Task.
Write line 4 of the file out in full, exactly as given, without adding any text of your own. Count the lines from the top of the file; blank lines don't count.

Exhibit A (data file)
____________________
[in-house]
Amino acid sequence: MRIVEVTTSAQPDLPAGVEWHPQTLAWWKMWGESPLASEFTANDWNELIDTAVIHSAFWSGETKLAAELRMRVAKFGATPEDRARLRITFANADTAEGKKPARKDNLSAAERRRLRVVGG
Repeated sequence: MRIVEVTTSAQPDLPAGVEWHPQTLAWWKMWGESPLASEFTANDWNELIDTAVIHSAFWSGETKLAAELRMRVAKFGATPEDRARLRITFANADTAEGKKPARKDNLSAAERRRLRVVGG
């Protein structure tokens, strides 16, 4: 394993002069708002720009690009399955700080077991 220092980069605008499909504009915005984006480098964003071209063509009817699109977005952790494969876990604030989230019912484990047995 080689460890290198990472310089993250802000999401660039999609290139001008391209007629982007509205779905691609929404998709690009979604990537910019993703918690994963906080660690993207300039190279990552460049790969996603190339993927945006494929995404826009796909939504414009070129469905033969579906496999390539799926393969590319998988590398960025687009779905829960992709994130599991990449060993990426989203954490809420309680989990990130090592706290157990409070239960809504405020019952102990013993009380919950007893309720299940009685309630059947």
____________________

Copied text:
């Protein structure tokens, strides 16, 4: 394993002069708002720009690009399955700080077991 220092980069605008499909504009915005984006480098964003071209063509009817699109977005952790494969876990604030989230019912484990047995 080689460890290198990472310089993250802000999401660039999609290139001008391209007629982007509205779905691609929404998709690009979604990537910019993703918690994963906080660690993207300039190279990552460049790969996603190339993927945006494929995404826009796909939504414009070129469905033969579906496999390539799926393969590319998988590398960025687009779905829960992709994130599991990449060993990426989203954490809420309680989990990130090592706290157990409070239960809504405020019952102990013993009380919950007893309720299940009685309630059947």